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Liam's Bones

Thursday, July 17, 2008

Liam is eight. He's a funny bunch of likes and dislikes, a little bitty boy in a taffy-stretched body. His mind is expanding, and his curiosity and passion are boundless. Here's a sample conversation between me and Liam, one day in the car (where we do our best talking).

Liam: Mommy, if you were to heat water to 500 degrees and shoot it in a person's ear, what would happen?

Science Chimp: Well, Liam, since water boils at 212 degrees, water at 500 degrees would classify as superheated, and it would be instantly turned to scalding hot steam, so that would hurt the person very much.

Liam: But what if the person was old?

Mommy: It would still hurt. (helpless laughter)

On our trip to the Krapp bison ranch, he got to ride in the tractor cab with Elliott. The rest of us had to bump along in an open wagon behind them. He kept shooting happy, triumphant glances back at us as the prairie rolled out before him.

Liam likes bones. He likes all kinds of bones. He spotted a bunch of bones from a winter-killed bison and was practically clawing at the door to get out and collect them.

He eyes the bulbous condyles with the air of a connoisseur.Shirt courtesy of Rondeau Ric and Anne McArthur.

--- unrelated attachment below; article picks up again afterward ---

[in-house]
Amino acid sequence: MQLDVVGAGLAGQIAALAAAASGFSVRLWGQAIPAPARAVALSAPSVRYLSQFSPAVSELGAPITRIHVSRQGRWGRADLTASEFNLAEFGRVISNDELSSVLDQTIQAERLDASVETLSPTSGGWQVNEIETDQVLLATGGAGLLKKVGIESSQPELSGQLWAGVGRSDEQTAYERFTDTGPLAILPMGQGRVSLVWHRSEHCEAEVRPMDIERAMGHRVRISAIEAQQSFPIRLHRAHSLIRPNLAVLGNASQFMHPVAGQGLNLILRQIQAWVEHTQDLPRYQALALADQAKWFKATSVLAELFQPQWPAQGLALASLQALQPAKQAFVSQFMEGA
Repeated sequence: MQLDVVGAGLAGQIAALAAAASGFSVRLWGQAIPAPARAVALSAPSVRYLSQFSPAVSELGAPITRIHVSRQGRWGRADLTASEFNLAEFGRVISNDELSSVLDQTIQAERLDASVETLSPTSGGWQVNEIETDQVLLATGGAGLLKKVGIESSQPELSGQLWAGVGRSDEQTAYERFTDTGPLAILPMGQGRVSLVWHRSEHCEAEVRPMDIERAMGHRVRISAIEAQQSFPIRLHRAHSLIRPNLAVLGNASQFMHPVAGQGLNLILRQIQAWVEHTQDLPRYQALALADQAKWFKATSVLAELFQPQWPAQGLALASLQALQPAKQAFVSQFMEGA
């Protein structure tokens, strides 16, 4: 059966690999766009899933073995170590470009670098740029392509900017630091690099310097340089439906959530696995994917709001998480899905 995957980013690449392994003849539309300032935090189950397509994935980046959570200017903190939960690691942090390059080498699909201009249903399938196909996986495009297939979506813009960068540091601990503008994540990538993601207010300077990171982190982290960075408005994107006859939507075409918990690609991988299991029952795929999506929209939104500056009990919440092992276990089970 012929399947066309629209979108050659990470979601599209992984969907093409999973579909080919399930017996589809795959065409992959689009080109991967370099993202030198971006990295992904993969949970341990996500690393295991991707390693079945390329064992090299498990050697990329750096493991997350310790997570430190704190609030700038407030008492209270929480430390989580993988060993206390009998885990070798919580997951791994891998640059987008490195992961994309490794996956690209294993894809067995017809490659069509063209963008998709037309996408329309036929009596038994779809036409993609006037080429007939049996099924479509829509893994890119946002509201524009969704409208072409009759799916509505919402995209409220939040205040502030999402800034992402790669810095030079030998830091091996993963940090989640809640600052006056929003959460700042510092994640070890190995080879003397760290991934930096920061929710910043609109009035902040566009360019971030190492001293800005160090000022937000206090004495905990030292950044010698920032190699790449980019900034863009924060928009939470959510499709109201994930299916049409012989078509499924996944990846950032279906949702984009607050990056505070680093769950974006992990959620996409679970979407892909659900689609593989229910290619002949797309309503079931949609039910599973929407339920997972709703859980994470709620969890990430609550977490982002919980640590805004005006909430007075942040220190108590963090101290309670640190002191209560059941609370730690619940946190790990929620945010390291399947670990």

You will notice the Webkinz monkey under his arm. Somewhere in the hustle to collect the bison bones, including a fabulous skull, Liam dropped his treasured monkey. This is the last photo of Liam with his monkey.
The night before, we had listened to the stories of Keith Bear, a gifted Native American storyteller, singer/songwriter and musician. He spoke of always giving something back to the earth after taking something from it. Liam and Phoebe were front row, rapt for his entire presentation.

A very kind man on the bison trip, having seen Liam's distress at losing his monkey, mingled with excitement at finding the skull, reminded Liam that he'd traded the monkey for the skull, and that made it all better.** And then the same gentleman offered to drive Liam's bone collection to the Cincinnati area, for later pickup, for he and his wife are from Ohio. Charlie and Jean, thank you. We'll get with you on those bones. Liam has since acquired a dozen more Webkinz, but bison bones are few and far between in Whipple.
Phoebe (with shawl by NatureKnitter Ruthie J.); Keith Bear and Liam. Carrington, North Dakota, June 2008.

And just for fun, JZ and BOTB get their picture taken with Keith and his handmade flutes.
**Liam: No, it didn't. I miss my monkey. This makes me sad (clutching his Webkinz toucan to his skinny little chest).


I love the bones and toy monkey combo. Our "threshold" toy was a small stuffed rabbit cleverly name "Rabbie".

There is nothing like little boys, in a car, explaining things. It was in a Toyota Echo that I learned that my nephew has an elevator in the back of his throat that takes food to his brain. I almost went off the road.